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'Argo' wins big prize, Day-Lewis sets record at Oscars

9:17 AM, Feb 25, 2013   |    comments
Ben Affleck on stage with the Oscar after "Argo" won Best Picture./USA TODAY
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Argo had one more Hollywood ending to pull off this awards season. Mission accomplished.

Director Ben Affleck's political thriller lived up to its favorite status and won three honors, including best picture, at the 85th Academy Awards.

"I was here 15 years ago and I had no idea what I was doing," Affleck says, referring to his screenplay win for Good Will Hunting. "I was a kid. I never thought I would be back here and now I am because of so many of you."

Daniel Day-Lewis won his record third best-actor statue for Steven Spielberg's Lincoln - his others came for 2007's There Will Be Blood and 1989's My Left Foot.

"I really don't know how any of this happened. I do know I've had good fortune in my life," he said, making reference to his knack for completely becoming his characters.

"I do know my wife Rebecca (Miller) has lived with very strange men, and she's been the perfect companion to all of them."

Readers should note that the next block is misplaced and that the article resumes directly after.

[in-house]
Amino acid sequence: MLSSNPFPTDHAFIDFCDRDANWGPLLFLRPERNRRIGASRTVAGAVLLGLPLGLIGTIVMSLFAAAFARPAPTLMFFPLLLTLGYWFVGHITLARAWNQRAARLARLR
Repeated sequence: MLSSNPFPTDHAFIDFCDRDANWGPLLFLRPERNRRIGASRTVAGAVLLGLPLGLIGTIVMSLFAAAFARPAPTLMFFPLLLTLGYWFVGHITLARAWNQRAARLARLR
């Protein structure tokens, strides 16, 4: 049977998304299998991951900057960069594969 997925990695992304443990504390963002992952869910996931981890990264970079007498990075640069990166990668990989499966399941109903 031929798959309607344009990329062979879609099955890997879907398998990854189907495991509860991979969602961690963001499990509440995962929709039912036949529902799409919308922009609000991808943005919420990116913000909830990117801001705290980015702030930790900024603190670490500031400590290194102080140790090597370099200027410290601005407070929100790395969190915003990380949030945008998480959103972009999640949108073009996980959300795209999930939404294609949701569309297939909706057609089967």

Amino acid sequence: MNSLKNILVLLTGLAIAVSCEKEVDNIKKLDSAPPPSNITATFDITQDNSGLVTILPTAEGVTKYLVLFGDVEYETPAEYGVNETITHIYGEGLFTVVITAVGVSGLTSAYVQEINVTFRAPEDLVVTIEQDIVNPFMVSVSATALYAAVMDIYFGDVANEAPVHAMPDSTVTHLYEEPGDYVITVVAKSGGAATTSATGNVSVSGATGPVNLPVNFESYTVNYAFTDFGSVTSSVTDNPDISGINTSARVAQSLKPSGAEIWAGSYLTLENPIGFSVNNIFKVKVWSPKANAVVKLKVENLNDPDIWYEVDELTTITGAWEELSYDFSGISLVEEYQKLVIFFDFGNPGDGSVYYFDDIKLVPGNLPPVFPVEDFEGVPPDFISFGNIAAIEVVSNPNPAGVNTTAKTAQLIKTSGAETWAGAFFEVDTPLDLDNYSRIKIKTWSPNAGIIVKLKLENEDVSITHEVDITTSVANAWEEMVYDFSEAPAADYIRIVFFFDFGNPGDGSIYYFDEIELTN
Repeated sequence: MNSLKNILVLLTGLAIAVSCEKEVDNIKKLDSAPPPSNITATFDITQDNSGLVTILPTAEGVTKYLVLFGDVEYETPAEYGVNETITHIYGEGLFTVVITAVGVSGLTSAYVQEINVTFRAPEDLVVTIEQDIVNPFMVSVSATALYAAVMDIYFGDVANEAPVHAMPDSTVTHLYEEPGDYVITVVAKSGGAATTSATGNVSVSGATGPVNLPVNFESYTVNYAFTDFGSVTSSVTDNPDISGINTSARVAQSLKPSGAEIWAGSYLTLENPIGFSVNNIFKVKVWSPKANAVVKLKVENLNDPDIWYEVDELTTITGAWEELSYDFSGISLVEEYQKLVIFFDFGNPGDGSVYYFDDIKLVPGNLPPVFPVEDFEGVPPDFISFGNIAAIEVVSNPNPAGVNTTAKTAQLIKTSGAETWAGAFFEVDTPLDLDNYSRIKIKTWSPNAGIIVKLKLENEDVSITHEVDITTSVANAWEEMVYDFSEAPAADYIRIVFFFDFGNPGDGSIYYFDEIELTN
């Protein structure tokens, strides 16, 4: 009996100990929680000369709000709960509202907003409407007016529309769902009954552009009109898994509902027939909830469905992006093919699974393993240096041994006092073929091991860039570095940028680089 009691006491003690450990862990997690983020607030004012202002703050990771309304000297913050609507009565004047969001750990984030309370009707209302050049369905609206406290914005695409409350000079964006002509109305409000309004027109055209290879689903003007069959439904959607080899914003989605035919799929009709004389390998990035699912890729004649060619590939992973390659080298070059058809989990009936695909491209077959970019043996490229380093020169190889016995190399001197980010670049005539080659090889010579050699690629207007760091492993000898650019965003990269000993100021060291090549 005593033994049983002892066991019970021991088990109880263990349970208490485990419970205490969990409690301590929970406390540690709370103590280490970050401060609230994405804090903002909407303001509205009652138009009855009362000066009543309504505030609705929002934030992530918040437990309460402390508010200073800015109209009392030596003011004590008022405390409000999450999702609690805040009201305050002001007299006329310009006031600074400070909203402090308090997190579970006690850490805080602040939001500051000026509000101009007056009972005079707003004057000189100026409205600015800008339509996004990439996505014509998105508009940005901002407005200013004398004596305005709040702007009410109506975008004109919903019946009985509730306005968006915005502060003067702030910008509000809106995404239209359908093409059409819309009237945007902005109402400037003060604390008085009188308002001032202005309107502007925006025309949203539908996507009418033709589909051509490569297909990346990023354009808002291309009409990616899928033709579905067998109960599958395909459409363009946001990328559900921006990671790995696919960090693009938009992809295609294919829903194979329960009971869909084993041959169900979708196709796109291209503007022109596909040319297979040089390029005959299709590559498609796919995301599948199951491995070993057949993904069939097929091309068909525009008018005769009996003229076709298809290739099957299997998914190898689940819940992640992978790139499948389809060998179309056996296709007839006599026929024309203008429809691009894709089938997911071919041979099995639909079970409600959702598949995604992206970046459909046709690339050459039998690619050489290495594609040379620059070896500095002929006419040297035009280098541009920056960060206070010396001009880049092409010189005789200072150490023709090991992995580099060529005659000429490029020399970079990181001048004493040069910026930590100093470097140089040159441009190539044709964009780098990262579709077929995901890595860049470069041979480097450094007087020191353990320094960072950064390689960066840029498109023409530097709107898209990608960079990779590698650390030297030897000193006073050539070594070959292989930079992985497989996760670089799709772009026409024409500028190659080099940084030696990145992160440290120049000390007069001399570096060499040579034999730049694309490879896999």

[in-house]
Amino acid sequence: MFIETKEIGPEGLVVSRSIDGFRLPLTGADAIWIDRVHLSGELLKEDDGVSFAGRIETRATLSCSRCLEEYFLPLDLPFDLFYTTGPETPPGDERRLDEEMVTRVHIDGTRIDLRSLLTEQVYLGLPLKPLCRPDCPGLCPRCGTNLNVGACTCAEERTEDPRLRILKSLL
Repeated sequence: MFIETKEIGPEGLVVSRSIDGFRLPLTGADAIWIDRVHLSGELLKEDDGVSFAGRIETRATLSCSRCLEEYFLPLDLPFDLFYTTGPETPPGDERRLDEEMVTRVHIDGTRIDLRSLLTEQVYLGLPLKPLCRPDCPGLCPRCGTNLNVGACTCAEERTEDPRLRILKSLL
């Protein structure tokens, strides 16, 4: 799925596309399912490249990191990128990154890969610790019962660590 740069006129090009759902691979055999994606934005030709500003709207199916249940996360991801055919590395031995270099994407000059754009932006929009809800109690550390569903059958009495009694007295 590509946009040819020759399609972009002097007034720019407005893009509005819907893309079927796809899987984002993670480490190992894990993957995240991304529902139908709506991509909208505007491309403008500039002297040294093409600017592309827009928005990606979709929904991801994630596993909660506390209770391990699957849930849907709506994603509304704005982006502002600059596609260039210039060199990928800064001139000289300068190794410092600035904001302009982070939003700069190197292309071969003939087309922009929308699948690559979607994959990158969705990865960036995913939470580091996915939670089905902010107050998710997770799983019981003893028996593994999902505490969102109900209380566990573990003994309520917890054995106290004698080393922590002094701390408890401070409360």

Day-Lewis also tapped into his lighter side and joked with presenter Meryl Streep: "Three years ago, before we decided to do a straight swap, I had committed to play Margaret Thatcher (in The Iron Lady). And Meryl was Steven's first choice for Lincoln. I'd like to see that version. Steven didn't have to persuade me, but I had to persuade Steven that Lincoln didn't have to be a musical."

Lincoln entered the night leading the field with the most nominations - 12 - but left with just two Oscars, for best actor and production design. However, Life of Pi exited the ceremony with the most wins - four - including best director for Ang Lee, following up his first victory with 2005's Brokeback Mountain.

"Thank you, movie god. I have to share this with all 3,000 who worked with me on Life of Pi," he said. "You're the golden statue in my heart."

The movie also locked up visual effects, cinematography and original score. Composer Mychael Danna remarked that Lee directed the movie in the same impressive spirit that "people came from around the world to breathe life into this music."

After wowing critics and audiences for her Les Miserables musical role as the tragic Fantine - and her emotional belting of the showtune I Dreamed a Dream - Anne Hathaway picked up her first Academy Award, for best supporting actress.

"It came true," she said with a whisper after receiving her Oscar. "Here's hoping that sometime in the not-so-distant future the misfortunes of Fantine will only be found in stories, and not in real life."

Best-actress nominee Jennifer Lawrence also became a first-time winner for Silver Linings Playbook - although she did have a spill on the way to the stage to receive her award.

"You guys are just standing up because I fell and you feel sorry for me," joked Lawrence, who also made sure to wish her fellow nominee, Amour star Emmanuelle Riva, a happy 86th birthday.